On Thursday, November, 10th 2011, I was interviewed by pastor Bob Enyart on a Christian radio talk show with the ironic name of Real Science Friday. The interview was aired in three parts. We continued that conversation a week later, and that one was aired in four parts.
As is often the case in any live discussion of this topic, we both cited points in our favor which the other side was unable to examine or verify on the fly. We both made several claims relating to scientific research, and we both accused the other of being unread, out-of-date, or of misinterpreting or misrepresenting that data. Neither of us should get away with making indefensible assertions just to sound right on radio. Accuracy and accountability matter more, at least they do to me. That is why I challenged Bob Enyart to a written debate in a public forum pertaining to the points raised live on the air. Amazingly he accepted.
We’re nearing the end of that debate now, but I’m sure it’s not over with yet. I’m betting that Bob will post at least one more time. I don’t know how he can. I’ve left him nothing he can do but concede his mistakes, but this is where it gets interesting. Beliefs based on faith have different conditions than those based on reason. If I can’t defend my position, I’ll admit it. That might not be enough for to change my mind, but if you show me good reason to, I will. I’ll even thank you for proving me wrong because I know I’m a little bit more learned for it. I recognize that I may have prejudice and I try to minimize or eliminate my biases, because my position is based on reason. So I have no motivation to defend a position that doesn’t appear to be the best choice anymore.When a faith-based believer finds himself painted into a corner where he knows his position is indefensible, and he knows that he can’t admit that openly -even if it’s already clearly obvious to everyone else; when his emotional investment in, and financial dependance on doctrinal obligations prohibits him from conceding the point either, but neither can he change the subject, nor escape, what happens then is usually a sort of psychotic melt-down. I would guess that that’s about where we are in this debate now, but it’s really hard to tell with him. He is Enyart. His cognitive dissonance is broad. His confirmation bias is thick.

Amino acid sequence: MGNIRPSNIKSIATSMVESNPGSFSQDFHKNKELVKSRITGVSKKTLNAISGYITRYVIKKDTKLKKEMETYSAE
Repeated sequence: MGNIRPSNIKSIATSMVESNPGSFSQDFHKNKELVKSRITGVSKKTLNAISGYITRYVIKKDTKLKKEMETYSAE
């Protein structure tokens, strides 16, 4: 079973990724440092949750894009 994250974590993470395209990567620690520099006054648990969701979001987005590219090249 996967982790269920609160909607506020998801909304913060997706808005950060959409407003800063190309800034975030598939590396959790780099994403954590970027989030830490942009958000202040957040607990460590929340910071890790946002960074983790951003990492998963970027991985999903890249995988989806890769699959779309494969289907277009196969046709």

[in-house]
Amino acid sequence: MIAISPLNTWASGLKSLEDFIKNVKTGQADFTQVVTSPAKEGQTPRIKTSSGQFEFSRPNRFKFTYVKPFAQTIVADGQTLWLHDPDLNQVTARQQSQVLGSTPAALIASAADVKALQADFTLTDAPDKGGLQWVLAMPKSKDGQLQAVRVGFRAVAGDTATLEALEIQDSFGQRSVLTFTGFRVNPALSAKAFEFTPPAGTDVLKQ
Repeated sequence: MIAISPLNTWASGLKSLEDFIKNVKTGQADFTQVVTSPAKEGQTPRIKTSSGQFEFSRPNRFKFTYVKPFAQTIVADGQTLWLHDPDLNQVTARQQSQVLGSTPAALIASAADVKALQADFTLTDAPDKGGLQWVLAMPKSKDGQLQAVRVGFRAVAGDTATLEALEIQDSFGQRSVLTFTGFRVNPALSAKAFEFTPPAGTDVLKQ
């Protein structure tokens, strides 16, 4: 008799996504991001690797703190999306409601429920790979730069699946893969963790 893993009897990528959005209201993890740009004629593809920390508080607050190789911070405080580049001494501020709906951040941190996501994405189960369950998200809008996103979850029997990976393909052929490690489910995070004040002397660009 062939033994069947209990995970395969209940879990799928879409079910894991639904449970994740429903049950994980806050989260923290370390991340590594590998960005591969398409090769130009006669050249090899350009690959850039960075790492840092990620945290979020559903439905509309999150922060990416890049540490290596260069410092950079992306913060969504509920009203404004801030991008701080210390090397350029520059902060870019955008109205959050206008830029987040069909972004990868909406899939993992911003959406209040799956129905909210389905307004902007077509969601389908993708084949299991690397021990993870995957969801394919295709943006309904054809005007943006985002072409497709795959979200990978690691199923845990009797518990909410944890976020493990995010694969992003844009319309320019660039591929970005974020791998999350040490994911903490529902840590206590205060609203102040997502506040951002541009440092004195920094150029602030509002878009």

Anyway his next submission ought to be interesting whatever it is, and a number of participants on the League of Reason have asked that I post links to that debate here, even though it is an extremely long read in whole or in part.
As promised, I posted my first response here:
He chose not to deal with any of that at all, and started his own debate thread here:
And interested spectators may comment from the peanut gallery here:
Hope someone out there enjoys this sort of thing.